Leggett’s RBI hit in 9th sends Mississippi St. to CWS finals

Sports

Mississippi State starting pitcher Will Bednar (24) throws plays Texas in the first inning during a baseball game in the College World Series Saturday, June 26, 2021, at TD Ameritrade Park in Omaha, Neb. (AP Photo/Rebecca S. Gratz)

OMAHA, Neb. (AP) — Tanner Leggett’s first hit in more than a month was the biggest of the season for Mississippi State.

Leggett’s single in the bottom of the ninth inning scored the tiebreaking run, and the Bulldogs advanced to the College World Series finals with a 4-3 victory over Texas on Saturday night.

“What an opportunity,” he said. “Some people get nervous for that situation, but I pray for that situation. Thank Coach for putting me in the game.”

The No. 7 national seed Bulldogs (48-17) reached the finals for the first time since 2013, when they were runners-up to UCLA. Mississippi State will play for its first national title against No. 4 Vanderbilt in an all-SEC, best-of-three series starting Monday night.

Vanderbilt (48-16) got its spot in the finals when the NCAA removed North Carolina State from the tournament because of COVID-19 protocols. Vandy and NC State were supposed to play a bracket final on Saturday, but that game was declared a no-contest.

Vandy won two of three against the Bulldogs in Nashville in the regular season. The Commodores are the reigning national championships, having won the CWS in 2019. There was no tournament last year because of the pandemic.

“We have to go against the best,” MSU coach Chris Lemonis said, “and that’s the way we want it.”

Leggett grew up 2 1/2 hours from Starkville, rooted for the Bulldogs in all sports growing up, and said yes, with no hesitation, when MSU recruited him out of a junior college two years ago.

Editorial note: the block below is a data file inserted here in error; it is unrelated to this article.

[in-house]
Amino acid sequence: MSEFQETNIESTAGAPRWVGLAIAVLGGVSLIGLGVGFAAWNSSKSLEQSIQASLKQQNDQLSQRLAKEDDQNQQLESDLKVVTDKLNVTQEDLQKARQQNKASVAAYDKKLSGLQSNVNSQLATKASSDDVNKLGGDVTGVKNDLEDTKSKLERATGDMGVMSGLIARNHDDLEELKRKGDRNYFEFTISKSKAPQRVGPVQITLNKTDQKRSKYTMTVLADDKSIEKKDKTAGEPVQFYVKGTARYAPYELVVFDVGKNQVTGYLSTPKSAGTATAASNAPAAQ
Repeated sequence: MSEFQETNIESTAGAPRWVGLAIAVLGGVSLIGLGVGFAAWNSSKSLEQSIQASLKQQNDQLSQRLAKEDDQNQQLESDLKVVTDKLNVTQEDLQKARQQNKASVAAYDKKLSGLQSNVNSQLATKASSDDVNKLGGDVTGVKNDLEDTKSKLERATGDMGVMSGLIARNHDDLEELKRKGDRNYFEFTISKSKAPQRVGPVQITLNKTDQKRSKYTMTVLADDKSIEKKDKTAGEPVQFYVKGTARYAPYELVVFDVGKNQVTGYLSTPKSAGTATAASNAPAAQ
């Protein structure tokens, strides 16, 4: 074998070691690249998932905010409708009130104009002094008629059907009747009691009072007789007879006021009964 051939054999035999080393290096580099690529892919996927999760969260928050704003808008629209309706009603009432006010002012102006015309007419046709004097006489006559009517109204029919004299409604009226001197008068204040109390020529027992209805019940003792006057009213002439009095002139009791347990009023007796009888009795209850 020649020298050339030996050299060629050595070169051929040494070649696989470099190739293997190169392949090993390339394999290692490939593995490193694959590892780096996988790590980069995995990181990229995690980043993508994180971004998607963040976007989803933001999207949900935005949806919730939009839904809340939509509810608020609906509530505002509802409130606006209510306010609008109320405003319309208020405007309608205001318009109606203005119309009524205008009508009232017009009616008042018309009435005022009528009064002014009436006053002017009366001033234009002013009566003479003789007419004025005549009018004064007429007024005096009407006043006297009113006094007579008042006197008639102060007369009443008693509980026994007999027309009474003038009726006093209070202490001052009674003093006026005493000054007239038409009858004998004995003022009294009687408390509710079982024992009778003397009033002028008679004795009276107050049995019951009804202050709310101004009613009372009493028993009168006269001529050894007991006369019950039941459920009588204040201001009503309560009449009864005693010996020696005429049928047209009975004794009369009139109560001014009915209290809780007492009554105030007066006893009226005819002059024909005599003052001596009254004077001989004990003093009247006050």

Leggett has appeared in 40 games and typically is a defensive replacement in the late innings. The .206 career hitter has only gotten occasional chances to bat late in the season.

His last hit came May 22 against Alabama. In his only previous at-bat at the CWS, he had an inning-ending groundout with the bases loaded against Virginia on Tuesday.

Leggett got his opportunity in the ninth after Cole Quintanilla hit Kellum Clark with a pitch. Brayland Skinner pinch ran for Clark and stole second to set the stage for Leggett, who drove a 1-1 pitch into left-center.

Skinner came around to score easily, and Leggett rounded first base and tossed his helmet into the grass as teammates rushed to mob him.

“You black out,” Leggett said. “It’s a great feeling, knowing we’ve worked so hard to get here. Just what a moment, what a moment.”

Lemonis said assistant coach Jake Gautreau told him moments earlier that Leggett might be about to have the highlight of his career.

“Next thing you know,” Lemonis said, “the ball is in the gap.”

Texas had won three straight elimination games to force a second bracket final. The Longhorns needed to win to go to the finals for the first time since 2009.

“Baseball is a crazy sport,” Texas center fielder Mike Antico said. “We had a man on second in the top of the ninth, they had a man on second in the bottom of the ninth. They got it done, and we didn’t and the season’s over that quick. You blink your eyes and it’s over.”

Mississippi State started Will Bednar, who had 15 of the Bulldogs’ CWS-record 21 strikeouts in a 2-1 win over the No. 2 Longhorns (50-17) last Sunday.

Bednar was solid again, but not untouchable, striking out seven in 6 1/3 innings. Cam Williams hit a two-run homer in the second and Mike Antico doubled in a run to put Texas up 3-1 in the fifth.

The Bulldogs tied it in the sixth on Logan Tanner’s RBI double, and threatened to go ahead after loading the bases with none out. But Quintanilla (5-1) got out of the jam and allowed only one hit before Leggett’s winner.

MSU closer Landon Sims (5-0) took over for Bednar with a runner on base and one out in the seventh, and ended the inning with two strikeouts. Sims retired five of the last six batters he faced.

Quintanilla said he expects Texas to be back in CWS sooner than later.

“It’s good for the younger guys to experience it and know what it’s like to be in Omaha and what it’s like to win,” he said. “It will motivate the younger guys even more to come back next year and finish unfinished business here.”

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